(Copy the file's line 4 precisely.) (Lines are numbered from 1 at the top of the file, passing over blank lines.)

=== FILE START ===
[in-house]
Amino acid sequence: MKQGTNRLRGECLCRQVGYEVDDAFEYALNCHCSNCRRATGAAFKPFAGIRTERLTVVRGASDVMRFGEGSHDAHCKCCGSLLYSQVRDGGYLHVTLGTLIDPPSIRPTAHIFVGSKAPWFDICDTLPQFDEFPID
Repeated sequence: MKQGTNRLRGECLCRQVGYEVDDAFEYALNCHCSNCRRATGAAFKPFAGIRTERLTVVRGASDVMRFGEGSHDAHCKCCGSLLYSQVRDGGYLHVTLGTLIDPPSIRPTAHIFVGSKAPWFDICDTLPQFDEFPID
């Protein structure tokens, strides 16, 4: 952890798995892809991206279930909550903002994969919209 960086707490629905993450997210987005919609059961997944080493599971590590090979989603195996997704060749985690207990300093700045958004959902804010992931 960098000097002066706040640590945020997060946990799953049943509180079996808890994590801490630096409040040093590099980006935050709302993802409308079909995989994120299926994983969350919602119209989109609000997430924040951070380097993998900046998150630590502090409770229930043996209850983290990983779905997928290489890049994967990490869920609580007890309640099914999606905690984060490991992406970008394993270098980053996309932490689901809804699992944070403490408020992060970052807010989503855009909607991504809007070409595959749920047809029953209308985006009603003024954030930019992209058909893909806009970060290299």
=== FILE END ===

């Protein structure tokens, strides 16, 4: 952890798995892809991206279930909550903002994969919209 960086707490629905993450997210987005919609059961997944080493599971590590090979989603195996997704060749985690207990300093700045958004959902804010992931 960098000097002066706040640590945020997060946990799953049943509180079996808890994590801490630096409040040093590099980006935050709302993802409308079909995989994120299926994983969350919602119209989109609000997430924040951070380097993998900046998150630590502090409770229930043996209850983290990983779905997928290489890049994967990490869920609580007890309640099914999606905690984060490991992406970008394993270098980053996309932490689901809804699992944070403490408020992060970052807010989503855009909607991504809007070409595959749920047809029953209308985006009603003024954030930019992209058909893909806009970060290299």